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October 16, 2022 2 min read

Goat meat is enjoyed by most cultures around the world. Generally speaking, goat meattends to be a popular protein option among many cultures outside of the traditional Anglo-American population. Individuals from these cultural backgrounds may have grown up with grandma cooking goat for special occasions or knew a neighborhood friend’s parents who made goat.

Who eats goat meat?

Common cultures or religions that consume goat meat include African, Asian, Caribbean, Indian, Jewish, Latino, Middle Eastern, Muslim, Nepalese

What is goat meat called?

Depending on the country or culture, goat meat may go by many different names:

  • Goat
  • Kid: a term often used in the U.K. for goat meat, usually for meat from animals under a year of age
  • Cabrito: typically, roast goat kid in Latin cultures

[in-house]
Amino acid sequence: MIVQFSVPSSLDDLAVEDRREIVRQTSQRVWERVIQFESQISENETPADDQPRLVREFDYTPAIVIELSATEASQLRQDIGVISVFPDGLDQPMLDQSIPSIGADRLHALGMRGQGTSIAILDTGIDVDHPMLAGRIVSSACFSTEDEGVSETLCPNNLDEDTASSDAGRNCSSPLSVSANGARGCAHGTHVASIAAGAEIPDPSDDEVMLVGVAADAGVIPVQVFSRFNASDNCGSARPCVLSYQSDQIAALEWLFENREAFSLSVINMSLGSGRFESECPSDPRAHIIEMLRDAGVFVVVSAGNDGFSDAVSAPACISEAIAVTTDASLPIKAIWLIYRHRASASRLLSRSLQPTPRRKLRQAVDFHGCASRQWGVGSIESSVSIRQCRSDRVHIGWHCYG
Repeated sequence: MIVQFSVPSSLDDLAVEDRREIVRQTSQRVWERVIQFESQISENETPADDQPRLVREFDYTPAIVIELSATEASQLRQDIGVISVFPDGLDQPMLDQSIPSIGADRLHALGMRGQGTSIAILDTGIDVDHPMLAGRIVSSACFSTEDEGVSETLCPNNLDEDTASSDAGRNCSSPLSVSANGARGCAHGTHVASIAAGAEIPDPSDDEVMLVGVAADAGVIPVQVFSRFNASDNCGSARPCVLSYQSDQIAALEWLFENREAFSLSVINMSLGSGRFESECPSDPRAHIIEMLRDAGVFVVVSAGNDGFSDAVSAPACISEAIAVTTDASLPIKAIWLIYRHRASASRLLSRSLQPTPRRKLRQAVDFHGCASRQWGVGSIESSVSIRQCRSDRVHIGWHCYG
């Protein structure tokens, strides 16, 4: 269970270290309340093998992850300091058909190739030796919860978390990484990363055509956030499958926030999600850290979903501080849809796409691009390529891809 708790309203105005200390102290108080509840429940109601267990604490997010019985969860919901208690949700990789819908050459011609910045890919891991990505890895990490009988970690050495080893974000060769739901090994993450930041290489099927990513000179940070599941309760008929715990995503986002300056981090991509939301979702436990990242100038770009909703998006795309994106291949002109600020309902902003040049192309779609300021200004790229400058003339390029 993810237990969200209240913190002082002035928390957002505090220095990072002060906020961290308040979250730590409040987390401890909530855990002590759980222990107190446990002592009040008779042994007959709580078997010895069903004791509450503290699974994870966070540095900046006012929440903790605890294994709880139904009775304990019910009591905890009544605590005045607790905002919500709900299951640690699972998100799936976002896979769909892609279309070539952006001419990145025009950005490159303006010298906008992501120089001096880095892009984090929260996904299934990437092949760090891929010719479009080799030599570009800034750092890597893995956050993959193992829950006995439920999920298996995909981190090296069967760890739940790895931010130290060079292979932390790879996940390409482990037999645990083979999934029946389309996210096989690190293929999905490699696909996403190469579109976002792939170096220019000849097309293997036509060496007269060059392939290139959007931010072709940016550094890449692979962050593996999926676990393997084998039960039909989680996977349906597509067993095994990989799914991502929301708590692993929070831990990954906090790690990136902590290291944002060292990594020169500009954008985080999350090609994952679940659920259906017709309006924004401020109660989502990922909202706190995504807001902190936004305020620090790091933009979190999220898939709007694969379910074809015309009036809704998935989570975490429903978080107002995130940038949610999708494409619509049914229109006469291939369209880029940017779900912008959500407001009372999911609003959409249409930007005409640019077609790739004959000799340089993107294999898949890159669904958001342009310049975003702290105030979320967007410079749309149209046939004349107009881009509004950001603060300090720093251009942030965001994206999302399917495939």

• Chevon: adopted by Angora goat producers in the U.S. in the early 1920s and recognized by the USDA
  • Mutton: often used in India, South Asia, Caribbean
  • Chivito: usually a barbecued kid in Argentina, derived from the term chivo

Common dishes made with goat meat

Goat meat can be prepared in many ways with a multitude of different recipes, and not just as curry, which is commonly associated with the protein. It is important to note curry is more than just curry.

There are so many varieties with different flavors and cultural influences.

  • African: Zab, asun (pepper soup), egusi, stew
  • Asian:  Rendang, curry, braised shanks
  • Caribbean: Stew, jerk, curry, obe ata
  • Indian, Nepalese: Curry, momos, samosa, vindaloo, korma, rogan josh, raan, kofta
  • Latino: Mole, asado, birria, barbacoa, tacos, matambre
  • Middle Eastern: Khoresht, kofta, kibbeh, kebabs, Baharat, lahmacun, shawarma, fatayer

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